ROLE MODELS Three inspiring women who have proved they can overcome any physical obstacle
MAY Stone campaigns tirelessly to raise public awareness of a life-threatening lung disease.
The 52-year-old grandmother, from Penilee in Glasgow, has suffered from idiopathic pulmonary fibrosis (PF) for the past five years, but has had symptoms of the disease since 1998.
Pulmonary fibrosis causes the lung tissue to thicken and become stiff, while the scarring stops oxygen from entering the bloodstream, so May carries an oxygen tank to help her breathe. She has set up an internet group for people with PF to share information. It receives 800 messages a month and has 250 members.
The only cure is a lung transplant and May has joined the Evening Times campaign to persuade the Scottish Government to switch to a system for opting out, instead of the current opting in, for organ donation.
Medical experts do not know how people contract PF, but it can be linked to prolonged exposure to occupational or environmental contaminants or dust.Many workers who helped with the rescue and clean-up operation after the September 11 terrorist attacks in New York were diagnosed with PF after being exposed to potentially lethal substances.
But the grandmother of Thomas, two, and five-month-old Maria knows it is essential to provide the correct information about the disease, as internet searches often reveal only frightening statistics about early death, something she is fighting to overcome.
Now May wants to set up a trust to raise funds as well as awareness. Her hard work and dedication despite her debilitating illness makes her a worthy nomineer.
Dame Evelyn Glennie describes herself as a motivational speaker, composer, educationalist and jewellery designer, but it’ is as a percussionist that she has become world-famous. Despite being deaf since she was 12, Evelyn was the first person to achieve a full-time career as a solo percussionist. She says: “I simply hear in a different way to most people.”
Since graduating with an Honours degree from the Royal Academy of Music, in London – where she was told not to pursue her dream by careers advisers – Evelyn has performed with top orchestras and for world leaders around the globe. She has blurred the boundaries between classical, pop and dance, working with, among others, Bjork, Bobby McFerrin and Sting,
A double Grammy award-winner and Bafta nominee, Aberdeen-born Evelyn, 46, remains in demand as a composer and records for film, TV and music libraries. She has also presented Sound Bites for the BBC, plays up to 60 instruments including the gamelan, xylophone, marimba, timpani and bagpipes, and has 1800 instruments crammed into her Cambridgeshire home. She also keeps percussion kits in six countries to facilitate her hectic touring schedule.
She is vice-president of Hearing Concern and Deafness Research UK. Evelyn has also collaborated with Scottish jewellery firm Ortak, on her ancestral home of the Orkney Isles. She has also been part of a successful lobby for more money for music education with Sir James Galway and Julian Lloyd Webber.
ADVENTURER Julie McElroy has climbed mountains – both literally and metaphorically – to pave the way for disabled people to access the outdoors.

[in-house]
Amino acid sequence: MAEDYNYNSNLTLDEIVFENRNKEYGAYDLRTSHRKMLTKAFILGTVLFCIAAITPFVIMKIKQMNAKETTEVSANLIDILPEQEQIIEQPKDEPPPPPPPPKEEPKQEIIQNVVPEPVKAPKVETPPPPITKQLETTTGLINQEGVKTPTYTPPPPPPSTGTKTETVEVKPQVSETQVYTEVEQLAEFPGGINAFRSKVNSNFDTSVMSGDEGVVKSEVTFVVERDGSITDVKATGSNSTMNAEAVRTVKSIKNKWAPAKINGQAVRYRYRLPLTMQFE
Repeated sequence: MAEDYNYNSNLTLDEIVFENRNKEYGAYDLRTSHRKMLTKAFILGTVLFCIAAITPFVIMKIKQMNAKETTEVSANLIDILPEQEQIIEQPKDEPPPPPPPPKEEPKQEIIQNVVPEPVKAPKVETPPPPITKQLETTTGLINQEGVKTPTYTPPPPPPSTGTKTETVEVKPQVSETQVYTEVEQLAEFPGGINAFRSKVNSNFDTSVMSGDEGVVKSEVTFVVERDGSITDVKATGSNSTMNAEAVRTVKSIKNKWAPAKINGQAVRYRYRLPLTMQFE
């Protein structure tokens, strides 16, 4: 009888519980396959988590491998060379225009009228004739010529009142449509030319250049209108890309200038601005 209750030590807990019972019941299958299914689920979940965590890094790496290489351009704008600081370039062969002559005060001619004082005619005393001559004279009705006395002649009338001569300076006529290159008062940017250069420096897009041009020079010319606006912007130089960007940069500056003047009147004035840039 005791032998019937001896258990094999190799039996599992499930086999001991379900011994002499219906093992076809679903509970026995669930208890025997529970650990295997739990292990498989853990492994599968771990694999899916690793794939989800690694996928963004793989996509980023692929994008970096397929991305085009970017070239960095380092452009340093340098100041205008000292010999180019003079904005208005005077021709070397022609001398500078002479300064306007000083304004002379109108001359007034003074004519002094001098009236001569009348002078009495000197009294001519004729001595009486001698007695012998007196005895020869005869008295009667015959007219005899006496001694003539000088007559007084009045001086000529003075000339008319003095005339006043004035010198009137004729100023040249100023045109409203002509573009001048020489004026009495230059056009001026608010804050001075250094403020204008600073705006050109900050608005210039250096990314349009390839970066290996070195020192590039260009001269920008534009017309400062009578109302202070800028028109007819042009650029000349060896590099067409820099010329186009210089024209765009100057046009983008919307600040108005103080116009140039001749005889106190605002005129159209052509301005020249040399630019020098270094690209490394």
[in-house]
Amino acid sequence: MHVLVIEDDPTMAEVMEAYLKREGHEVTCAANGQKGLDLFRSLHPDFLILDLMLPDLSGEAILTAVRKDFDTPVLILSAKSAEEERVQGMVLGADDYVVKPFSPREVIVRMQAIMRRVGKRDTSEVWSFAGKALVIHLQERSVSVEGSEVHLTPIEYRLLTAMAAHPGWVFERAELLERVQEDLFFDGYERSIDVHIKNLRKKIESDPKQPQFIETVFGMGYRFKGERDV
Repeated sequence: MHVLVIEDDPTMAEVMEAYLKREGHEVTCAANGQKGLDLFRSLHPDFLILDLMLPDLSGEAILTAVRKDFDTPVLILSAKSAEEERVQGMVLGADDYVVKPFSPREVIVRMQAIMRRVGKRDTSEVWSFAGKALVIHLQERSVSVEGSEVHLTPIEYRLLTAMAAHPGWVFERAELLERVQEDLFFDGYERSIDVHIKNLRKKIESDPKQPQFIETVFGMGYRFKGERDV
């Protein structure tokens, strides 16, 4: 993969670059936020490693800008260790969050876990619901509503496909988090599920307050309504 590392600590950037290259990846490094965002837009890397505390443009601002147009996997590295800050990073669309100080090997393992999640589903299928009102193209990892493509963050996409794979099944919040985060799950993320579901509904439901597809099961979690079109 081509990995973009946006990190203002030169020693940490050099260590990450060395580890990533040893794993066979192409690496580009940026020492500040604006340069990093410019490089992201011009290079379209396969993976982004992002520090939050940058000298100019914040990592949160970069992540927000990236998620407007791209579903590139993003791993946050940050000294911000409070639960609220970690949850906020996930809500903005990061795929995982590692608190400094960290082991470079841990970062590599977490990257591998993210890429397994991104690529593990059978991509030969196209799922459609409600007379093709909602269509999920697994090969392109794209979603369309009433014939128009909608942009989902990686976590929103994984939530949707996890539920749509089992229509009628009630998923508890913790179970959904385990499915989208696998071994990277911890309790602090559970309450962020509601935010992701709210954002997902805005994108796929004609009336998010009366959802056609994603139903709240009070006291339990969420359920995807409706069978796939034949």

The 26-year-old from Jordanhill, in Glasgow, has cerebral palsy and mobility problems and is profoundly deaf in both ears. But she has canoed across lochs, trekked in the Himalayas, been out with a mountain rescue crew and done much more to show other young disabled people that they can enjoy adventure pursuits.
She is an ambassador for Bobath Scotland, a charity which helps children with cerebral palsy, and in March cycled from Edinburgh to Glasgow to raise funds. Julie is currently researching for a PhD in assistive technology (part-time) such as voice recognition, which can help disabled people, at the University of the West of Scotland.
She believes it is time for disabled people to overcome the preconceptions of others and to stand up and lead others to greater independence, access and freedom and her motto is “drive, motivation, passion”. She is driven by the desire to have the same opportunities as everybody else, despite her disability.
In November, Julie achieved her John Muir Conserver Award, the highest level of the environmental award scheme. She has completed four adventure challenges including a 20-mile paddle up Loch Shiel in a canoe, hiked up Helvellyn, the third largest mountain in the Lake District in below-freezing conditions, and gone out with the Lomond Mountain Rescue team to prove disabled people can access the outdoors. She set up the Wilderness Initiative for People with Disabilities and took six disabled youngsters on an outdoor adventure weekend in Arran in October.
Julie has been to Number 10 Downing Street to meet the wife of the prime minister, Samantha Cameron, whose son Ivan died in 2009 after suffering from cerebral palsy and epilepsy.
Julie works tirelessly despite her disability, and is a worthy nominee for this year’s Scotswoman of the Year award.
THEY are the women who make life that bit easier for the people around them.
And they are potential Scotswomen of the Year. This year the 49th ‘Swoty’ will be crowned in the City Chambers, and this is your opportunity to nominate someone who you think deserves the accolade.
Today Sarah Swain and Matty Sutton highlight three women who have made a difference to other people’s lives.
Taken from the Evening Times Newspaper dated Wednesday 11 January 2012
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